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Property Tax: Assessment Problem

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Over the last few years, many people have experienced situations in which the property they purchased several years ago was assessed at a higher value than it would be in today's market. Often, when one tries to appeal the assessment, the board of assessors can actually rule that the assessed value is higher than the value at which the property was assessed when purchased. If someone was successful in an appeal, and was able to reduce the assessed value of the property, many of his or her neighbors would be upset because that could adversely affect their home values. Property taxes are a primary revenue stream for government.
Now that you have an appreciation for the government's need of property tax revenue, as well as an understanding of the taxpayers side, I need help answering the following questions:
- would you have a recommendation as to how the government could more equitably assess property taxes?
- Consider the best way your recommendation could be implemented, keeping in mind the government's need to plan for budgeting, and the best way to maintain the revenue streams.
- Discuss how the revenue stream may be made up if the revenues from property taxes have to be decreased. Do you think the government will increase the tax percentage or increase taxes in another area in order to compensate?

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In compliance with BrainMass rules this is not a hand in ready assignment but only guidance.

The problem is that the property prices have actually declined and those whose property has been assessed at higher prices want that the excess taxes should revert back to them. There are many properties whose prices have so declined that there is very little hope of property prices increasing in near future. In such situations it is equitable that the government should credit the excess tax paid by the tax payer. It is recommended that the government should appoint a panel of market agents who can speedily and accurately value the property at market rate (1). This will be the fair value of the property. Now the property has declined in value ...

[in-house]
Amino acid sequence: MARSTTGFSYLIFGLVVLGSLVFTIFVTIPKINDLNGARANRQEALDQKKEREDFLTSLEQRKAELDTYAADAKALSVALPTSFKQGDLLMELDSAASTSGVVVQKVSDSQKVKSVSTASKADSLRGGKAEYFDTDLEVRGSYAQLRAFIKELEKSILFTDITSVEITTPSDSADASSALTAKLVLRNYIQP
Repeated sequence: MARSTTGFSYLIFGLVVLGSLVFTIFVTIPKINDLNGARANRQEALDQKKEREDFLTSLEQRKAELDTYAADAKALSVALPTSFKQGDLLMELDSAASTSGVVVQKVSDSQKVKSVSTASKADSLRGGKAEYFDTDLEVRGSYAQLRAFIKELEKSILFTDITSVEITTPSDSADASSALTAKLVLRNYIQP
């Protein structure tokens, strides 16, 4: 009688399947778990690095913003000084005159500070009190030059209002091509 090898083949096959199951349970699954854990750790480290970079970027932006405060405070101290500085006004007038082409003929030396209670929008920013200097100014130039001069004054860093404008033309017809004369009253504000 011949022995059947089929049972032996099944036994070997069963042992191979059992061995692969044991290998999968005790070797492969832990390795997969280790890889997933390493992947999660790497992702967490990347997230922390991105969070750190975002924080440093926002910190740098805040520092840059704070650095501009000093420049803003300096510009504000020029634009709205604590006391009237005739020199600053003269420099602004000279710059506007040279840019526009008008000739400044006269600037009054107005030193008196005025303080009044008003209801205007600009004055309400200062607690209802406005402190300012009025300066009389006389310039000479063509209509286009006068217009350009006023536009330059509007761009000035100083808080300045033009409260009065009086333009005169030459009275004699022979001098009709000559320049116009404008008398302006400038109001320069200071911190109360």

Solution Summary

The answer to this problem explains how property tax should be treated equitably. The references related to the answer are also included.

See Also This Related BrainMass Solution

Data Analysis - Finding Sample Sizes for Confidence Intervals

Include a "summary statement" for each CI.

Elected officials in a small Florida town are preparing for the annual budget for their community. Specifically, they would like to estimate how much their constituents living in this town are typically paying each year in real estate taxes. Given that there are over 3000 homeowners in this small community, officials have decided to sample a representative subset of taxpayers and thoroughly study their tax payments. The latest frame of homeowners is given in the file P8_49.XLS.

Suppose that elected officials in this community would like to estimate the proportion of taxpayers whose annual real estate tax payments exceed $2.000.

PROBLEM: (part a, b only)

(a) What sample size would be required to generate a 99% confidence interval for the proportion with a half-length of 0.10? Assume for now that the relevant population proportion p is close to 0.50.

(b) Assume now that the officials discover old tax records that suggest that approximately 30% of all property owners in this community pay more than $2000 annually in real estate taxes. What sample size would now be required to generate a 99% confidence interval for this population with a half-length of 0.10?

CL 0.99 0.99
Z 2.5758 2.5758
p 0.5 0.3
B 0.1 0.1

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